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Brad Abruzzi on NJ’s Famous Turnpike Witch

I’ve now finished Brad Abruzzi’s New Jersey’s Famous Turnpike Witch. It ends well, although not in the sense of tying up all the loose ends. But, then, it wouldn’t. Here’s my review. Here’s where you can download it. It’s awesome.

I sent Brad some questions. He responded:

Q: How long have you been writing fiction? What have you written before?

This is my second novel. I started the first in the summer after my college graduation. It was an effort to channel my postgraduate “what now?” angst into something constructive and interesting. I’d describe it as an anti-coming of age novel, framed as a typewritten manuscript sent to select media outlets by the notorious (and, as he explains, accidental) Rust Belt revolutionary fugitive title character, John “Cactus” Kelly. Cactus Kelly hopes to explain how he didn’t mean to start the Steeltown riots, that he has not endorsed the radicalized youth movement that has taken up his name, and that he was only trying to parry his father’s attempts, via armed “contractors,” to see him kicked out of the family home and flushed against his will into a productive life. And of course there’s a Gila monster that introduces all sorts of plot complications.

I burned through three literary agents with In Defense of Cactus Kelly, and though I got some very polite and encouraging rejections from editors, I never managed to place it. It probably didn’t help that “Cactus Kelly” was also the name of a prominent “foxy boxer” in Colorado. I had no idea there was such a thing as foxy boxing, or that anyone could be prominent in that trade.

Q: Do you have a particularly strong connection to the NJ Turnpike?

I do now. I actually grew up in Ohio. But I went to school in New Jersey, and I travel that road a heck of lot to visit in-laws in Virginia. As I look back, I’m not sure where all this came from, except that I’ve always thought it was awesome that New Jersey names its Turnpike Service Areas after its prominent native sons and daughters (no foxy boxers, as yet). I’m sure Walt Whitman and Alexander Hamilton would be thrilled to know that their names have been conscripted into service for the peddling of pizza-flavored Combos and Arizona Iced Tea. And for hosting those “drop the hook and win a prize” games that we know we can’t win, but for whatever reason we can’t resist taking a shot at them, when we’re on the road.

Q: Why didn’t you publish with a traditional publishing house?

Um, you’d have to ask them. Or you’d have to ask the agents, because I didn’t even clear that first barrier to publishing. I went the traditional publishing route with IDCK, and though I was ultimately unsuccessful with it, I had lots of interest, including the aforementioned three literary agents — so much so that when I started writing NJFTPW, I was (naively, presumptuously, wrongly, stupidly) thinking of it as a “second book,” such that I’d have more license to run wild with characters and plot. Turns out that was not the case, and it’s been a struggle even to get agents to read the manuscript. My third and last agent for IDCK left the business to study anthropology. He was my best (read, only) advocate with ties to the business, and I was pretty adrift when he told me he was quitting. He was looking at NJFTPW at the time, but he’d just had enough of the business. You’d have to ask him why he left, but it may have had something to do with the uphill battle he was having selling writers he liked.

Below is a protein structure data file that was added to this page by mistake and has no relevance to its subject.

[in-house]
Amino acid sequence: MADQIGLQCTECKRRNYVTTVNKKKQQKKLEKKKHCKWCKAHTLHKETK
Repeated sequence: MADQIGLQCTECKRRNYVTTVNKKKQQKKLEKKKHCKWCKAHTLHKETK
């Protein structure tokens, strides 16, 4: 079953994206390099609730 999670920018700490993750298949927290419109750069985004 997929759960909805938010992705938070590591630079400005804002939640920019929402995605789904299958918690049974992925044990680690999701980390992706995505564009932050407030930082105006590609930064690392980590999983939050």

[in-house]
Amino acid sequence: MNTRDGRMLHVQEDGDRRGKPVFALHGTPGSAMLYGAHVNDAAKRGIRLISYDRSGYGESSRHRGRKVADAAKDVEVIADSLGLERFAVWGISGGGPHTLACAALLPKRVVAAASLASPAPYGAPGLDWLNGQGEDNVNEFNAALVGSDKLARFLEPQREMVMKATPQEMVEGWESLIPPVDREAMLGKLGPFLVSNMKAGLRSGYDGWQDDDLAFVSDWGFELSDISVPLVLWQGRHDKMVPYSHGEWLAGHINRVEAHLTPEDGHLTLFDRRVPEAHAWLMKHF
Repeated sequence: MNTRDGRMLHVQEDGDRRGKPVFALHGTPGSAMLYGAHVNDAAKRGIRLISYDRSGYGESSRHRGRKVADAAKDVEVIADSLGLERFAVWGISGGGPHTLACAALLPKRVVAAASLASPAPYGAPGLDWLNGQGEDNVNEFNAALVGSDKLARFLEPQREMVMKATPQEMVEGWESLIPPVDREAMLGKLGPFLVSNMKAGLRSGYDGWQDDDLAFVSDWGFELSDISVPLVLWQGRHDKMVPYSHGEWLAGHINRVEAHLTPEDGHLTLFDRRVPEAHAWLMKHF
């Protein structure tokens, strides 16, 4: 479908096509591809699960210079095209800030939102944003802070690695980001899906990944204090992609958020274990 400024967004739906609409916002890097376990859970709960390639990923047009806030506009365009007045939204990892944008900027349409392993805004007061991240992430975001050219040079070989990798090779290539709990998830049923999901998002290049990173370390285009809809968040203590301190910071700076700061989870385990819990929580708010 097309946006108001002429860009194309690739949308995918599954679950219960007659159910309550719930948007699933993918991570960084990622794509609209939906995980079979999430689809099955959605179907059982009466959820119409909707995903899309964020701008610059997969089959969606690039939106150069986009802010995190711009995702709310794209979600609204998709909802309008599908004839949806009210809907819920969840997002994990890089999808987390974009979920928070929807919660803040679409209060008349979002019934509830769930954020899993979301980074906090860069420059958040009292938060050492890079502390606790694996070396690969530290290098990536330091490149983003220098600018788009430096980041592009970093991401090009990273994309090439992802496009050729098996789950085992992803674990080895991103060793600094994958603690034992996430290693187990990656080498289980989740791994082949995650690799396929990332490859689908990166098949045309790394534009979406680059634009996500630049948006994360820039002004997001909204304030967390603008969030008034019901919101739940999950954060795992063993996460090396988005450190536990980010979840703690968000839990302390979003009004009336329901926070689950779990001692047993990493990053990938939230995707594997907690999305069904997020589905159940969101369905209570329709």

I’ve been advised by professionals that the problems I’ve had selling NJFTPW is that it doesn’t fit easily into any particular fiction bucket. I don’t know if that means it’s just too whacked out, that it’s not susceptible to the genre labels (satire? humor? literary? po-mo?), or that it’s just not about vampires, Templar Knights, and/or the young woman trying to find love in the Big City. But in retrospect, I think I understand why. The truth is, I’d started this book in my first year of law school, and as best I can figure it, I was grappling with the meaning and consequences of having made the first practical decision — concession? — of my life. So I reserved a pocket of my life to be decidedly impractical, and at the same time I was studying Torts and Contracts, I sat down and wrote Chapter 1, about my disillusioned diva performance artist in traffic. And so now I’m paying for that impractical decision. And that’s fine, because I’m happy with this book.

Q: How has the reaction been?

Well, you know. There’s not exactly a marketing machine behind the book right now. And The Witch isn’t positioned at eye level on any bookstore’s New Fiction shelf. As someone who had a go at blogging and was able to use Google Analytics to track and identify the entirety of his readership in real time (“Hey: that’s my high school friend in Texas.” “Wait: who’s reading this in Florida? Oh, right, Mike’s on vacation.”), I didn’t carry into this the highest expectations of “going viral.” And writing and sending “buy my book” spam isn’t something I do well — I can write a query letter or blurb, fer shurr, but it’s not my strong suit. So I’ve tried to have fun with it. The Witch has a Facebook account, a Twitter account, and now and again she’ll surface to say a word or two about national affairs or pick a fight with her Creator. We have a lively back-and-forth, she and I, and it does absolutely nothing to improve my sales figures.

But I’ve got a couple strong reviews on Amazon, and I have your very flattering and thoughtful words, so onward and upward, little by little, I guess.

I do have this from my wife, who recently broke her pledge not to introduce complications in her marriage by reading my books: “You should go back to writing poetry.” I’m finding ways to take that as a compliment.

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